Friday Night Lights

by Kelly under Relationships

A Reform girl and an Orthodox guy walk into a bar…

Don’t tell me you’ve heard this one before. Because I assure you, you have not. Last year, I went out with a guy who was 25, divorced, and Modern Orthodox. And then I went out with a guy who was 25, divorced, and Modern Orthodox. Yes, you are reading that right. Oh, and I should mention they went to the same college. Yes, you are reading this right.

25 – Perfect.
Divorced – At 25?
Modern Orthodox? Didn’t they see that I’m Reform on my profile? And how did I notice this on their JDate profile? I’m Reform. As Orthodox Guy #1 later told me, “You might as well be Christian.” Hello, I was Bat Mitzvahed! He might as well said, “you are never going to meet my parents.”
Two of them – Really, universe? Really?

Like most of the Reform Jewish kids I grew up with, I went to Hebrew school and JCC summer camp, was Bat Mitzvahed, went on Birthright, spent much of my adolescence wearing Juicy sweatpants and listening to Dave Matthews Band. That’s the only way I know how to be Jewish.

It wasn’t until one Saturday at sundown that it hit me just how different our versions of Judaism really are. I was doing that girl thing and getting annoyed that Orthodox Guy #2 wasn’t responding to my texts. It had been about a day. Then around 6 pm that night he started texting me back. Earth to Kelly – his phone was off. Off because he was busy observing shabbat. Shabbat because he’s Modern Orthodox. What was I doing when I got his texts? Blow drying my hair, listening to music, and texting my friends.

It never dawned on me that I would have to consider religious differences on JDate. First of all, neither of these guys gave away their denomination on their profiles. And not to mention, all three times I’ve fallen in love was with Catholic guys. I didn’t think this would be an issue on JDate. The universe or God or maybe just my luck clearly wanted to make a point. And trust me, it did. I now try to avoid dating anyone much more religious than myself. Because as I learned – twice – some Jews prefer a total Shabbat shutdown, and some of us like our Friday night lights.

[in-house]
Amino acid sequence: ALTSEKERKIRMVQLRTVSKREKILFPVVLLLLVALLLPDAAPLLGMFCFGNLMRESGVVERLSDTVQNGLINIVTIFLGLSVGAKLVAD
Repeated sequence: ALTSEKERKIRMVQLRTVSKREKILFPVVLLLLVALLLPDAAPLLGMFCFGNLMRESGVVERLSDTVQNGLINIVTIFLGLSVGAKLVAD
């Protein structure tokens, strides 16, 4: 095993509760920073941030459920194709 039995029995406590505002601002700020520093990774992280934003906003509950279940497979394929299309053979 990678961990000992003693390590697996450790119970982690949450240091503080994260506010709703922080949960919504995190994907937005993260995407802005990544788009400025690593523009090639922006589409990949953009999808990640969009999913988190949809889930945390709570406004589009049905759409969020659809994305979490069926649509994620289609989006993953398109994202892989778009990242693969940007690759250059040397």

Dazed & Confused

by Tamar Caspi under JDate,Judaism,Online Dating,Rabbi,Relationships

Dear Tamar,

I’ve been seeing a man who’s not Jewish that I met on a dating site 7 months ago.  We’ve said we love each other, however when we first met, it was Hanukkah and he bought me a huge number of gifts and it felt uncomfortable and overwhelming.  He also bought a menorah and a book about Judaism. It felt like too much for me and he felt rejected by the way I felt. Since then, I thought we had moved on and have spent almost every day together. Recently, he was reading my e-mail and saw a letter I had written to my Rabbi back in January where I had doubts about the relationship because of the fact he wasn’t Jewish. He broke my trust and has apologized but feels hurt I felt that way when we had already been dating for a few months and wants to take a break for a month. I want to respect his wishes but I miss him and know he misses me as he did write me yesterday. I’m just trying to understand whether we have broken up or not and if I should move on or if we are truly taking time to figure out what we want with the intention of possibly getting back together. I don’t understand how you can work something out without talking about it. Can you provide some input and help me to understand? Thank you!

Dear Dazed & Confused,

My initial impulse is to ask: why are you on JDate asking for advice about a relationship with a non-Jew? But the answer doesn’t matter, I’m happy to help as long as you answer a question for yourself first: how important is it to you to marry a Jew? This answer does matter. When you first had doubts, you went to your Rabbi. Now you have doubts again and you’re coming to JDate, so my inclination is to believe that religion is important to you and while you’re on this break you should really think deeply about it. It sounds like this guy might be willing to convert, have you discussed it? If you want to be with this guy – Jewish or not – you need to get him on the phone and then in person to talk. A few days apart to think things through is understandable, each of you needs to put things in perspective and decide what you want from each other, if anything. But now it’s time to get talking because you’re right – you can’t work on a relationship without both parties being present. Good luck!